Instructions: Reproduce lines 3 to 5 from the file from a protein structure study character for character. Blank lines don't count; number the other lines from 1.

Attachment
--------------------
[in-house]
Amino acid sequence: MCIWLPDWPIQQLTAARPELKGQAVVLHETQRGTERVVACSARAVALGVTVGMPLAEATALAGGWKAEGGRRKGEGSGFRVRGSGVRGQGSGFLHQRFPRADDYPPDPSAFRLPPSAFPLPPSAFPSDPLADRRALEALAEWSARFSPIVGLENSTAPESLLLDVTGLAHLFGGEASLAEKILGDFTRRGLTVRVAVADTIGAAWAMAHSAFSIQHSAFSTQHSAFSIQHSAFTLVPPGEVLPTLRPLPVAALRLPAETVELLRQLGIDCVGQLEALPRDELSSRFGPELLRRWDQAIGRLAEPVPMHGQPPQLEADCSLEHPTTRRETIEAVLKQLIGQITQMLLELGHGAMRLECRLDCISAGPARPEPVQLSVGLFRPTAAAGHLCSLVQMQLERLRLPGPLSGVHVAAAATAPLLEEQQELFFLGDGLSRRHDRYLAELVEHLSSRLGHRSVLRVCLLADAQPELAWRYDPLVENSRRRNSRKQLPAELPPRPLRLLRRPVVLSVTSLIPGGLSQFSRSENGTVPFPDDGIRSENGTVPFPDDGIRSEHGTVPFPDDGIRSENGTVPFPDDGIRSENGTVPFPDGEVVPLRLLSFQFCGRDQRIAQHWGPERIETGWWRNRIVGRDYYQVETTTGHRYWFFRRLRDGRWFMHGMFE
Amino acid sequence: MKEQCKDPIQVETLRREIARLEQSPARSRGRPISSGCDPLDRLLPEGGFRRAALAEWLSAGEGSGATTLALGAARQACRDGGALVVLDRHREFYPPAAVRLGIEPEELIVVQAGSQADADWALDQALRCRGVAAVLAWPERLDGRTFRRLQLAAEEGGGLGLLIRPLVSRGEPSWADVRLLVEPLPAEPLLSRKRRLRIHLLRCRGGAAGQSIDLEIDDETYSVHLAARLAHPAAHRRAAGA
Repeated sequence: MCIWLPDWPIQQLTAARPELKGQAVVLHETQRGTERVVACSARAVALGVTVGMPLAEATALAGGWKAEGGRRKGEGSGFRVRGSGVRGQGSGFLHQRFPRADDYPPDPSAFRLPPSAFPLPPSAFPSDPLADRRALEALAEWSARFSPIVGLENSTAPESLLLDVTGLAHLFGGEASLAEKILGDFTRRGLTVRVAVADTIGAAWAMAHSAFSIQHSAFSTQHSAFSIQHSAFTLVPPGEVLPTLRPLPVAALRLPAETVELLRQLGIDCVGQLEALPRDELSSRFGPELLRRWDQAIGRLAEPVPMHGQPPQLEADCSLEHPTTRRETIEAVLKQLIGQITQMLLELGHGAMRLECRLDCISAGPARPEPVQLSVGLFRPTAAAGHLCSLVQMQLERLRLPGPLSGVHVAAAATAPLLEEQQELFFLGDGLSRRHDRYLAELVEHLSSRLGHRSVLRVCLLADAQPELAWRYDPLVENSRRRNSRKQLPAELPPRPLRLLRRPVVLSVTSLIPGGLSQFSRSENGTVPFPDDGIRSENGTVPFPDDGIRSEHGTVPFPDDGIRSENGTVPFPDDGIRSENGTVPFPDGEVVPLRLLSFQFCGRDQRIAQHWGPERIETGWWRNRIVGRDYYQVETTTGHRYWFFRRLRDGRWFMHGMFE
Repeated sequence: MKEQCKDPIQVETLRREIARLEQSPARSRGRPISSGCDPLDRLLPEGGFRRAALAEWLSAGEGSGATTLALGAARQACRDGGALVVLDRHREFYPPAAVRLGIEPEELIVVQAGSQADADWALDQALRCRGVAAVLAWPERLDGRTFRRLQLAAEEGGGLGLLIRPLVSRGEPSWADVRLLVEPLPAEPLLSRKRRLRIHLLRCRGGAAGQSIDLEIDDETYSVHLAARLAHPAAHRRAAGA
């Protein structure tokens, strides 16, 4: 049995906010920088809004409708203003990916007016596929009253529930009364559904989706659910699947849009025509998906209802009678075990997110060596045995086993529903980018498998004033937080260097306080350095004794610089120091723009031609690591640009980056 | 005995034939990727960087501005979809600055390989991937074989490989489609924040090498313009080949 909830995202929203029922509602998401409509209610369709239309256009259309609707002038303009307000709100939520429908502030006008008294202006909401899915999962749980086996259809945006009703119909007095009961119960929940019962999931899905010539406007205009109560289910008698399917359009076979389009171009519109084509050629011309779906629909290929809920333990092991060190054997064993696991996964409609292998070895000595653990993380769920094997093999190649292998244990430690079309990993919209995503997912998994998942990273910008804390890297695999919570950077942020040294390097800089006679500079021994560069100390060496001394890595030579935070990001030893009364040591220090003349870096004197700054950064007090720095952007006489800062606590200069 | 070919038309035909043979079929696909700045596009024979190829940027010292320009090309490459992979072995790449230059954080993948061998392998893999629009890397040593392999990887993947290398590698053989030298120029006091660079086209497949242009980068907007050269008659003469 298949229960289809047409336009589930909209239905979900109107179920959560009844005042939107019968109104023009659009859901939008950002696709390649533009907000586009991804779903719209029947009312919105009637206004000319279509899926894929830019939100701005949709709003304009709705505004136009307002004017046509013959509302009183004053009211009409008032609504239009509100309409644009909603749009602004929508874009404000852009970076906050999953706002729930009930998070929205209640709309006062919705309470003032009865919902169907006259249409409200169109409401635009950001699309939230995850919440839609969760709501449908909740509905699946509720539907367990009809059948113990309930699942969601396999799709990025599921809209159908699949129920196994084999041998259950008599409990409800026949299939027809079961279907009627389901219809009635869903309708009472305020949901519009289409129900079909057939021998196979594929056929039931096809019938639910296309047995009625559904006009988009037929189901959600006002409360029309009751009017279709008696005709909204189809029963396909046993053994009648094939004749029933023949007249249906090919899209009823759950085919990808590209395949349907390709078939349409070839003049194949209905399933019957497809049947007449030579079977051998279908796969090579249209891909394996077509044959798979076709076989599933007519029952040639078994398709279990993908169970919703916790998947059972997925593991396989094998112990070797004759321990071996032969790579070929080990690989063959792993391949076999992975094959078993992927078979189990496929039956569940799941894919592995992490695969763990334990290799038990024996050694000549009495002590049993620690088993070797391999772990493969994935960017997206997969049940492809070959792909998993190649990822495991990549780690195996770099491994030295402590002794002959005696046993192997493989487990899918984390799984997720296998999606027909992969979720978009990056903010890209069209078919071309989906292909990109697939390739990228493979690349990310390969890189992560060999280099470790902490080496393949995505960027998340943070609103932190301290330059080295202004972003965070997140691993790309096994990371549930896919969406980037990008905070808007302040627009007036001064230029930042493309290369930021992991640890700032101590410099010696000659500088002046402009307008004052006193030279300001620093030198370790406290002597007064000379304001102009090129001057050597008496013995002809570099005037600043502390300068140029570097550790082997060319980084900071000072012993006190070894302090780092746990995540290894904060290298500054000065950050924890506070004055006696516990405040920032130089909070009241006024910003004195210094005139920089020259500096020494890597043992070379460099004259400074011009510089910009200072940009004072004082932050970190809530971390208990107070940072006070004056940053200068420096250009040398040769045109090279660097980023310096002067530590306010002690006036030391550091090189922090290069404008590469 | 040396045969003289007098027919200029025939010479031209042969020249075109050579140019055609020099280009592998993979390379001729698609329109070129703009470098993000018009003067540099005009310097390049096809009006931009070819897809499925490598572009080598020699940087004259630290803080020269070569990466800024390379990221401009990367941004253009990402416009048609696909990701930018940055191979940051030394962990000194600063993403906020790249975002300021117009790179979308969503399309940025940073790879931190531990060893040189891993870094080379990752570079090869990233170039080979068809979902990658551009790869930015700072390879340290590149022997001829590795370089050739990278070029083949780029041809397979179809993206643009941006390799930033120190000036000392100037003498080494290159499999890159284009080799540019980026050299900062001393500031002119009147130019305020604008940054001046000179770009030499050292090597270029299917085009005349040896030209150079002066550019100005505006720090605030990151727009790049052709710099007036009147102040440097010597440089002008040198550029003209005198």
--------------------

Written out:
Amino acid sequence: MKEQCKDPIQVETLRREIARLEQSPARSRGRPISSGCDPLDRLLPEGGFRRAALAEWLSAGEGSGATTLALGAARQACRDGGALVVLDRHREFYPPAAVRLGIEPEELIVVQAGSQADADWALDQALRCRGVAAVLAWPERLDGRTFRRLQLAAEEGGGLGLLIRPLVSRGEPSWADVRLLVEPLPAEPLLSRKRRLRIHLLRCRGGAAGQSIDLEIDDETYSVHLAARLAHPAAHRRAAGA
Repeated sequence: MCIWLPDWPIQQLTAARPELKGQAVVLHETQRGTERVVACSARAVALGVTVGMPLAEATALAGGWKAEGGRRKGEGSGFRVRGSGVRGQGSGFLHQRFPRADDYPPDPSAFRLPPSAFPLPPSAFPSDPLADRRALEALAEWSARFSPIVGLENSTAPESLLLDVTGLAHLFGGEASLAEKILGDFTRRGLTVRVAVADTIGAAWAMAHSAFSIQHSAFSTQHSAFSIQHSAFTLVPPGEVLPTLRPLPVAALRLPAETVELLRQLGIDCVGQLEALPRDELSSRFGPELLRRWDQAIGRLAEPVPMHGQPPQLEADCSLEHPTTRRETIEAVLKQLIGQITQMLLELGHGAMRLECRLDCISAGPARPEPVQLSVGLFRPTAAAGHLCSLVQMQLERLRLPGPLSGVHVAAAATAPLLEEQQELFFLGDGLSRRHDRYLAELVEHLSSRLGHRSVLRVCLLADAQPELAWRYDPLVENSRRRNSRKQLPAELPPRPLRLLRRPVVLSVTSLIPGGLSQFSRSENGTVPFPDDGIRSENGTVPFPDDGIRSEHGTVPFPDDGIRSENGTVPFPDDGIRSENGTVPFPDGEVVPLRLLSFQFCGRDQRIAQHWGPERIETGWWRNRIVGRDYYQVETTTGHRYWFFRRLRDGRWFMHGMFE
Repeated sequence: MKEQCKDPIQVETLRREIARLEQSPARSRGRPISSGCDPLDRLLPEGGFRRAALAEWLSAGEGSGATTLALGAARQACRDGGALVVLDRHREFYPPAAVRLGIEPEELIVVQAGSQADADWALDQALRCRGVAAVLAWPERLDGRTFRRLQLAAEEGGGLGLLIRPLVSRGEPSWADVRLLVEPLPAEPLLSRKRRLRIHLLRCRGGAAGQSIDLEIDDETYSVHLAARLAHPAAHRRAAGA